I just installed a Burnham MPO in my own home. I absolutely LOVE this boiler so far, even though it's only got about 2 hours of run time on it.

Read through the thread of my install if you haven't already:

http://www.doityourself.com/forum/bo...n-finally.html

My choice was made after literally YEARS of research. The MAIN reason I chose this boiler is because of the the thought that Burnham put into the EASE OF CLEANING. Being one on my most detested jobs on the Ponderosa (I would rather plunge a toilet full of poo!), I wanted to make it less of a chore.

Being easy to clean means that it will be more likely to be done, and done properly.

The efficiency is high on these boilers, one of the highest in the industry, due to the 3 pass design.

They are less prone to issues with flue gas condensation due to the nature of the heat exchanger design.

It IS 'higher' tech than some... there is a bit more electronics involved, but nothing like what you might see on a modulating/condensing gas boiler. The "IQ" panel allows simple plug and play of optional modules for outdoor reset, low water cut off, auxiliary high limit.

It's at the top of my recommended list.
 
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Old 09-24-12, 10:36 AM
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1. +1 on heat loss measurement to correctly size the boiler

2. go with a 3-pass marine scotch boiler design, ie Burnham MPO, Buderus GS, Biasi B10. Weil Mclein & Slant Fin also make their own 3-pass types as well
*these boiler types do not have the tankless coil, but you don't want that feature anyway.

3. go with an indirect water heater with your new installation. have the electric HW heater as a backup.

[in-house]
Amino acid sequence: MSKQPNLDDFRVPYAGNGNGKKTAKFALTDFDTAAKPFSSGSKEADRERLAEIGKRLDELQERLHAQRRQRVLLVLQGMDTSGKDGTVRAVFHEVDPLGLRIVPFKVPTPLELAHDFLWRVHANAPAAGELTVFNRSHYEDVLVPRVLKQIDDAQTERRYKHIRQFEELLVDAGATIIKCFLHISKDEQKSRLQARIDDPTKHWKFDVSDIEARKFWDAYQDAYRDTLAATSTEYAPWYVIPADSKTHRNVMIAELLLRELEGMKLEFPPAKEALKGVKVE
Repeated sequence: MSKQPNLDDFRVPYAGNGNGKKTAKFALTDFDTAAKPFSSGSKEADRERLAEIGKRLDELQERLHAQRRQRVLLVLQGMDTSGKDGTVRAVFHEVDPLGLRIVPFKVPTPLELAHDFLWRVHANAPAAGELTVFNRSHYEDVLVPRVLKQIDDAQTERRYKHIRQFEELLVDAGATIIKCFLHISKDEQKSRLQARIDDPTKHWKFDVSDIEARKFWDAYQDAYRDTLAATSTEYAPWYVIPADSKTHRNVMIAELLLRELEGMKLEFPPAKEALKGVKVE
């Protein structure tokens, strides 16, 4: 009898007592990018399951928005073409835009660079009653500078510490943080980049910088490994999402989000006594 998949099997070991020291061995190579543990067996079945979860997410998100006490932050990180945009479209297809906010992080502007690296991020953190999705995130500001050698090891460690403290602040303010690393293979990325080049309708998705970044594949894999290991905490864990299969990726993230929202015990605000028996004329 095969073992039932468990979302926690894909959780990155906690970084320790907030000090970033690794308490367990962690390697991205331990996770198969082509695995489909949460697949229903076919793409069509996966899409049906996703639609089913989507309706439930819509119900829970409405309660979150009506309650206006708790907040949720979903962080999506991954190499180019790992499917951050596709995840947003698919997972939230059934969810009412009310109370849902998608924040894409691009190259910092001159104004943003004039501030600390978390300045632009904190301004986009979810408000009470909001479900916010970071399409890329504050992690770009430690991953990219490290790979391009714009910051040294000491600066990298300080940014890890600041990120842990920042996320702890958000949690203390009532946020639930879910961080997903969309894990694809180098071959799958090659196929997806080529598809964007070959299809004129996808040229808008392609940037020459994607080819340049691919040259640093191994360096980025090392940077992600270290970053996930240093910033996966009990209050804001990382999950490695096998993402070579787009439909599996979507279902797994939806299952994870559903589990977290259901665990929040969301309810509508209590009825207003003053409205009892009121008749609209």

You could install it yourself if you have the know how and the motivation. I chose to do the wiring, a young plumber did the fitment & piping, and I paid for a tech to tune the burner (although i have oil, i didn't want to chance this being there was a house that exploded from a propane leak in my town recently). Cost wise, I saved $4k by installing it like this vs having an hvac outfit do it.
 
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Old 09-24-12, 01:11 PM
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Thanks guys for the good advice!!!
 
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Old 09-25-12, 05:57 AM
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Energy Kinetics System 2000 is manufactured just a few miles from Pittstown in Clinton Twp. Check out the website and if you still have questions call the number for customer service. By the way, System 2000 is a fuel neutral boiler, meaning you can fire it with fuel oil, LP or NG, just change out the burner.
 
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Old 09-25-12, 05:29 PM
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The EK was on my list of preferred... probably lost due to the fact that I could not purchase and install one myself. Bummer...
 
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Old 09-27-12, 09:37 PM
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You may want to look at Viessman Boilers. Yes, they have a circuit board controller, but they are also one of the most efficient boilers on the market. The heat exchanger is a coil, but it isn't the super-small coil type, and they are the only one that uses a 316 Ti stainless steel material. The 'Ti' stands for Titanium alloy stainless. They have an impecible track record. Super quiet. Self-calibrating for efficiency. They also have an input to make domestic H/W in a tank when you need h/w for your tank (should you decide to go back to indirect h/w). It's going to be a lot more efficient than a standard boiler.

Otherwise, a burnham boiler with a cast-iron HEX is pretty tough to beat. Good luck!